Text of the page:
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RE: restriction question

From: Mark Feblowitz <mfeblowitz@frictionless.com>
Date: Tue, 23 Jul 2002 10:06:55 -0400
Message-ID: <4DBDB4044ABED31183C000508BA0E97F040ABDF8@fcpostal.frictionless.com>
To: "'Jeni Tennison'" <jeni@jenitennison.com>, xmlschema-dev@w3.org

Yes - and it simply kills any notion of having layered namespaces (defining
concepts in ns1 and restricting them in ns2).

That's one of the many reasons we (OAGI) decided not to use any derivation
by restriction.


Mark Feblowitz                                   	
XML Architect
       [t]   617.715.7231                                     	
       [f]   617.495.0188
Frictionless Commerce Incorporated 	
       [e]  mfeblowitz@frictionless.com
       [w] http://www.frictionless.com
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             Cambridge, MA 02139 
Open Applications Group Incorporated
       [e]  mfeblowitz@openapplications.org
       [w] http://www.openapplications.org 

 -----Original Message-----
From: 	Jeni Tennison [mailto:jeni@jenitennison.com] 
Sent:	Tuesday, July 23, 2002 5:10 AM
To:	xmlschema-dev@w3.org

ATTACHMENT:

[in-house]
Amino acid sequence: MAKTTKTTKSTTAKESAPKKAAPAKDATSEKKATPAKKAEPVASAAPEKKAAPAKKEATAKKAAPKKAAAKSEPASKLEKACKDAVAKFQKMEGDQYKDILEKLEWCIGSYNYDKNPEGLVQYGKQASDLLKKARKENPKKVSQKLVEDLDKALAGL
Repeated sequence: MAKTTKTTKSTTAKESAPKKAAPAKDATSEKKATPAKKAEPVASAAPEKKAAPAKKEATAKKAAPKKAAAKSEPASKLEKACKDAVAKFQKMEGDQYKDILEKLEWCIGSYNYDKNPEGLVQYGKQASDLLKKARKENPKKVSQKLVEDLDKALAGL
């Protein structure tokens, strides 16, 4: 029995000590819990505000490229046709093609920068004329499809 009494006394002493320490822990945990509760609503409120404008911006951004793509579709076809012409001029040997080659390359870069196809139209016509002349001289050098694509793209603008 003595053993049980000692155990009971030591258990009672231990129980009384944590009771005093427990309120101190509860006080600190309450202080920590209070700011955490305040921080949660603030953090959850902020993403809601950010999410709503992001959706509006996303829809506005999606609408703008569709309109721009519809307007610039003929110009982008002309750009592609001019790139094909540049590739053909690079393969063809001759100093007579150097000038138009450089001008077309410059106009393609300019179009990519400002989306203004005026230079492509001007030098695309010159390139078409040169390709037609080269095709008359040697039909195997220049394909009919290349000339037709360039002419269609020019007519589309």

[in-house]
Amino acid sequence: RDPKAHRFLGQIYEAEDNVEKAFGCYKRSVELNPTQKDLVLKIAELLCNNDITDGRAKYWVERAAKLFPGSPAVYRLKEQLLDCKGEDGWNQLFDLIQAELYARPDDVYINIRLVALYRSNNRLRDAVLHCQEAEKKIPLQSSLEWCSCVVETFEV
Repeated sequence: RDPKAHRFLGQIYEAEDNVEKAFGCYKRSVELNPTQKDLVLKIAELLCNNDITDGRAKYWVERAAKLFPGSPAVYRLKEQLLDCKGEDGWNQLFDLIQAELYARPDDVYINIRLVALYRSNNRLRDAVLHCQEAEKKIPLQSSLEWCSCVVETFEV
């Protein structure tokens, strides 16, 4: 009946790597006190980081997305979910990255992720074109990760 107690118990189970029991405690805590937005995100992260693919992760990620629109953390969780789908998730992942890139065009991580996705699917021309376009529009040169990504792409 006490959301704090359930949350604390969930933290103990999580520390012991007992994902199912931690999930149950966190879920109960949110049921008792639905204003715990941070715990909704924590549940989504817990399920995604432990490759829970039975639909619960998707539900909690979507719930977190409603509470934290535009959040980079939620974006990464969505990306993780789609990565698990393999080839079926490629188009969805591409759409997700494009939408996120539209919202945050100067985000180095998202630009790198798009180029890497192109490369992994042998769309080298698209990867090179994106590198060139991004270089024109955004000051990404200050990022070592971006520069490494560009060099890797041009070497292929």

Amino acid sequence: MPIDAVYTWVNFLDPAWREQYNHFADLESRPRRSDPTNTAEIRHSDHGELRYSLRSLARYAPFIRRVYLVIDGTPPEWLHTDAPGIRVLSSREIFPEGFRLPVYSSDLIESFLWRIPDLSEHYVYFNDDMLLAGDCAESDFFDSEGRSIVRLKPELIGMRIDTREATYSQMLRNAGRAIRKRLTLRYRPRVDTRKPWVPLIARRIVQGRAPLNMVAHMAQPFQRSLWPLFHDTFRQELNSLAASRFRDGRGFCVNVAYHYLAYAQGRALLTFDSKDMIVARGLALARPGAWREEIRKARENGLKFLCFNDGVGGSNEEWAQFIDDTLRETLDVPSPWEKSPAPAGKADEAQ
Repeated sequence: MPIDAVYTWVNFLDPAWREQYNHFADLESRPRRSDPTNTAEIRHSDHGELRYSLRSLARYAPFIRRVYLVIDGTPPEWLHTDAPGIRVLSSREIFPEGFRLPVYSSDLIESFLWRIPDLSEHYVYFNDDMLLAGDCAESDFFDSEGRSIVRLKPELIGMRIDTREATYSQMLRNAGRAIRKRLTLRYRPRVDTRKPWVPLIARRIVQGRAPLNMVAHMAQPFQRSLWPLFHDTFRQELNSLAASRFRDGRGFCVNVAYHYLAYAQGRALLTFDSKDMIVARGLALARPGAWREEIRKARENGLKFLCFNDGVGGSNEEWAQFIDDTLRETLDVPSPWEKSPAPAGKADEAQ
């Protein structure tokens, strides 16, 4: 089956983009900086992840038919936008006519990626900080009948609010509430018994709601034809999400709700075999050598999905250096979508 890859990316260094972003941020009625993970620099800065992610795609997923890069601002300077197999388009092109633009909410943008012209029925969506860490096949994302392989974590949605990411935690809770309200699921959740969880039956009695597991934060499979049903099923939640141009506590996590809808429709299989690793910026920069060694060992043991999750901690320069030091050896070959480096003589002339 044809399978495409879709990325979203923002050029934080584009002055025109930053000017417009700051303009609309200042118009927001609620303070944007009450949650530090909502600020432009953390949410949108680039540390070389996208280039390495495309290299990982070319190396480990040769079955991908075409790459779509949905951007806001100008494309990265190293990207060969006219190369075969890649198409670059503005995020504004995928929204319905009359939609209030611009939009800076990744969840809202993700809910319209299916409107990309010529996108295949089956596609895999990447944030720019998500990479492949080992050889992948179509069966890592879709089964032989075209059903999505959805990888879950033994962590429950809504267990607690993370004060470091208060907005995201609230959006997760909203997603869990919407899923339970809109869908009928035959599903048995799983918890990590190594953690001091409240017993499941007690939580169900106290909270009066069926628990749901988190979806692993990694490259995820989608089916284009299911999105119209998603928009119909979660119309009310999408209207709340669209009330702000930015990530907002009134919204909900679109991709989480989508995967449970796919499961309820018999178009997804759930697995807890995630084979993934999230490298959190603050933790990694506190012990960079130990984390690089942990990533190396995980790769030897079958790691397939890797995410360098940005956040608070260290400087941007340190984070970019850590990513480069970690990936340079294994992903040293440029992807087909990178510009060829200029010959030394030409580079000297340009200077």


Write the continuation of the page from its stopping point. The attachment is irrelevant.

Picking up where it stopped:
Subject:	Re: restriction question

> What I would like to do is restrict a type from a foreign
> schema/namespace -- which I have no control over -- in a namespace
> that I do have control over, and I would like to have the default
> namespace be equal to the target namespace in my schema. Is this
> possible? If I have understood you properly, then this isn't
> possible if the foreign namespace schema has elementFormDefault set
> to 'qualified'. Is this correct? Do I have to not use the
> xmlns=targetNamespace?

I forgot to make a more general observation on this point, that this
illustrates one situation in which the "Venetian Blind" pattern
(global complex types paired with local element declarations) doesn't
work particularly well.



Jeni Tennison
Received on Tuesday, 23 July 2002 10:07:34 UTC

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